Pharmacognosy - medicinal plants (herbs)
Pharmacognosy - medicinal plants (herbs)

Dandelion. Benefits of Dandelion.

Identification and origin of Dandelion

Dandelion flowers
Dandelion flowers

Scientific name: Taraxacum officinale W.

 

Other names: Taraxacum, Taraxacum vulgare

 

Acaulescent herbaceous, vivacious, from the Compositae family, has a long tap-root, highly variable plant, perennial up to 40 cm high.

 

The stems support the flowers without leaves. Basal leaves in rosette, ranging from the entire ones to the divided in triangular lobes and usually with winged petiole. Yellow buds up to 6 cm with long ligules and well marked bracts, with the outer curved back. The rosettes of cultivated varieties are much larger and can reach up to 50 cm in diameter.

 

 

The parts used are the leaves and the dried root harvested before flowering.

 

It grows in temperate regions of Europe and Asia. It is considered a weed and grows along roadsides, meadows and dry pasture.

Content and active ingredients

Roots:

Sesquiterpenes (bitter substances): taraxacin, germacranolides.

Triterpenes and sterols: beta sitosterol glycosides, taraxasterol, arnidol, faradiol.

Flavonoids: apigenin glucoside, luteolin glucoside.

Abundant mucilage and potassium salts.

Inulin (2% increasing to 40% in fall)

 

Leaves: flavonoids, coumarins, vitamins B and Vitamin C.

Health benefits of Dandelion

Its main pharmacological action is cholagogue (diuretic, hepatic renal drain).

 

The bitter principle is stimulating of the appetite and eupeptic; polyphenols are responsible for its choleretic and diuretic actions (action enhanced by inulin and potassium salts).

 

It is a mild osmotic laxative because of the inulin.

 

Indicated in:

Dyspepsia, urinary tract infections, complications of liver and gallbladder bile,loss of appetite.

 

It is also used in hemorrhoids, gout, rheumatism, eczema and other skin conditions and to fight the formation of kidney stones. Diabetic infusion is prepared from the roots and leaves.

 

In Chinese medicine is indicated in acute mastitis, urinary disorders and agalactia (lack of milk after childbirth)

 

In Hindu medicine is used for chronic ulcers, tuberculosis, flatulence, colic, kidney disease, gout, jaundice and gallstones.

 

For their purifying properties and hepatoprotective can be used to remove toxins from the blood and protect the liver from degeneration caused by food poisoning or chemical.

 

Apart from its diuretic properties, dandelion is an edible wild plant with very prominent appetizing properties, when taken in combination with other vegetables or wild plants in salads, in which case greatly improves digestion. The flower buds before opening and prepared in vinegar are delicious and appetizers. Indicated in cases of lack of appetite or eating disorders like anorexia.

 

Due to the amount of iron of the leaves it may be used for recovery of anemic.

 

Its content of helenin and vitamin A stimulates the uptake of light and is used in the treatment of night blindness.

Warnings. Contraindications

Its use is contraindicated in bile duct obstruction and empyema (accumulation of pus) in the gallbladder. The physician should be consulted if is necessary the presence of bile supplements.

The latex of the fresh plants can cause contact dermatitis.

 

May cause gastric hyperacidity due to the stimulating effect of gastric secretions, in these cases is recommended to use it along with a mucilaginous drug as the marshmallow. The drug has a low potential for sensitization reactions.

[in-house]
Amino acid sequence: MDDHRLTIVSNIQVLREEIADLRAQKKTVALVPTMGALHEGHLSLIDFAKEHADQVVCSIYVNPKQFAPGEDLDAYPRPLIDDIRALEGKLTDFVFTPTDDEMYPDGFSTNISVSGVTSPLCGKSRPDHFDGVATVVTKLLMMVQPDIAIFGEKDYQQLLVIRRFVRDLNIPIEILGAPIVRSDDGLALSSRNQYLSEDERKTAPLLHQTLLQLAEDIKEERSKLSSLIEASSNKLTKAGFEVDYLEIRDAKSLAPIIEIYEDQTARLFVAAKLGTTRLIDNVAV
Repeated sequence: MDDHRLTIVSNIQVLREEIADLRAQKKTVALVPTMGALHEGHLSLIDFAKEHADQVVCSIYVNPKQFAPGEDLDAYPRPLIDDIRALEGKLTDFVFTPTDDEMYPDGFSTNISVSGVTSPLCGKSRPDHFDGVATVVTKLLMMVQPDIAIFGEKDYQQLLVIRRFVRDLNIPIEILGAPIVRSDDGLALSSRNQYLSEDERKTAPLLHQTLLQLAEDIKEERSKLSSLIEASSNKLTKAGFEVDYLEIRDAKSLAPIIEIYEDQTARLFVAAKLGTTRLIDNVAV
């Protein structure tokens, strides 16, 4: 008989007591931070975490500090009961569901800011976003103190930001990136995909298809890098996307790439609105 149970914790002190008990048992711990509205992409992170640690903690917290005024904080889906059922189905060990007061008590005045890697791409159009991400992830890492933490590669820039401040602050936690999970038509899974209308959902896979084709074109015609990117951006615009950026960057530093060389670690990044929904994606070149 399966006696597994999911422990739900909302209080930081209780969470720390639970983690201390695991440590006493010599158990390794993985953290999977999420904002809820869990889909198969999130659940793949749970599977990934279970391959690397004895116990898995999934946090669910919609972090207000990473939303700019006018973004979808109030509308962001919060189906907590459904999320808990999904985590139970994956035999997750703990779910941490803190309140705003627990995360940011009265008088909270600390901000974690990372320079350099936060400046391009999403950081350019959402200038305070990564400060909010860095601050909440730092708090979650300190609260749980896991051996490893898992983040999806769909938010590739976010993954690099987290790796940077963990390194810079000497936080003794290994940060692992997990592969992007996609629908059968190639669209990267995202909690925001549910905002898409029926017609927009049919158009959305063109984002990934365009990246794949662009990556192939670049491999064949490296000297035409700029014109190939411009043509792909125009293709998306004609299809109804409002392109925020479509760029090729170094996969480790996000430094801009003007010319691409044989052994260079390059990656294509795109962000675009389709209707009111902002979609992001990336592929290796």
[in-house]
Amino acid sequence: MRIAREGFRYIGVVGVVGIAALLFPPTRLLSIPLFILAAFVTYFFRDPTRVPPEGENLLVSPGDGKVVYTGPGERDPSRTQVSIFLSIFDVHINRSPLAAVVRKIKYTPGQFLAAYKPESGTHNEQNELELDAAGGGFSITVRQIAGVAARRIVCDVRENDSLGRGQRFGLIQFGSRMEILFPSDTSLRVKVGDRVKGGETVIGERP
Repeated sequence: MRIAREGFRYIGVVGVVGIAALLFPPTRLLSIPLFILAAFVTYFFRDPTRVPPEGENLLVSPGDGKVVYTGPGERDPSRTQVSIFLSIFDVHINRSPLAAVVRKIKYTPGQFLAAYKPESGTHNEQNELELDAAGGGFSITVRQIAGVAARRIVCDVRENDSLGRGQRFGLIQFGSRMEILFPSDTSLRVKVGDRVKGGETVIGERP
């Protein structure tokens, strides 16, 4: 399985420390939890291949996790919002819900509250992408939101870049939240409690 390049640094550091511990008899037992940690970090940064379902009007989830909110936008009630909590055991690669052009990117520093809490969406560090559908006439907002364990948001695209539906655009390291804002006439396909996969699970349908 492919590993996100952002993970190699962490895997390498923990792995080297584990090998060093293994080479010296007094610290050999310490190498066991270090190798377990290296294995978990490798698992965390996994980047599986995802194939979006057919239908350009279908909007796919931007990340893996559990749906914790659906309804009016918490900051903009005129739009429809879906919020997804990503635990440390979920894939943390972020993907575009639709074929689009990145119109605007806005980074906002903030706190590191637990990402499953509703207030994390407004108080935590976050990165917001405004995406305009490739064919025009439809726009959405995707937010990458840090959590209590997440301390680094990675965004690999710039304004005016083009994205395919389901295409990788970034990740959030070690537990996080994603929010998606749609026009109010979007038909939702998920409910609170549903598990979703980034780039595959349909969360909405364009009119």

For its diuretic effect should always be consulted with your doctor if you suffer from hypertension or heart disease, given the possibility of occurrence of a tension decay.

Preparation and dosage

Internal use:

Infusion: take 1 or 2 teaspoons of finely split plant with 150 ml of boiling water. Stand for 15 minutes, strain and drink hot.

 

Decoction (roots and leaves): one tablespoon per cup, boil two minutes. Three cups a day before meals.

 

Tincture (1:10): 10 to 15 drops three times a day. Take a fresh cup of tea in the morning and afternoon.

 

Extract: Mix chopped root portion with 8 parts of water and a part of wine.

 

Dry extract (5: 1): 0.5 to 2 g per day (1 g is equivalent to 5 g of dried plant).

 

Fresh root juice: one to two tablespoons a day, along with an infusion.

REMEMBER to always consult your doctor before combining natural products with any other treatment.

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References

  • Budzianowski J, Coumarins, caffeoyltartaric acids and their artifactual estres from Taraxacum officinale. In: PM 63(3):288. 1997.
  • Della Loggia, R (cur) Piante officinali per infusi e tisane. Manuale per farmacisti e medici (Plantas oficinales para infusiones y tisanas. Manual para farmacéuticos y médicos), OEMF 1993; ISBN 88-7076 132-0
  • FDA. Center for Food Safety and Applied Nutrition, Office of Premarket Approval, EAFUS: A food additive database. Available at: vm.cfsan.fda.gov/~dms/eafus.html.
  • Fintelman V. Weiss R. Lehrbuch der Phytotherapie, Hippokrates 2002 ISBN 3-8304-5243-8
  • Larsson B, Jonasson A, Fianu S. Prophylactic effect of UVA-E in women with recurrent cystitis: a preliminary report. Curr Ther Res 1993;53:441-3.
  • Leung AY, Encyclopedia of Common Natural Ingredients Used in Food, Drugs, Cosmetics, John Wiley & Sons Inc., New York 1980.
  • Maliakal PP, Wanwimolruk S. Effect of herbal teas on hepatic drug metabolizing enzymes in rats. J Pharm Pharmacol 2001;53:1323-9.
  • McGuffin M, Hobbs C, Upton R, Goldberg A, eds. American Herbal Products Association's Botanical Safety Handbook. Boca Raton, FL: CRC Press, LLC 1997.

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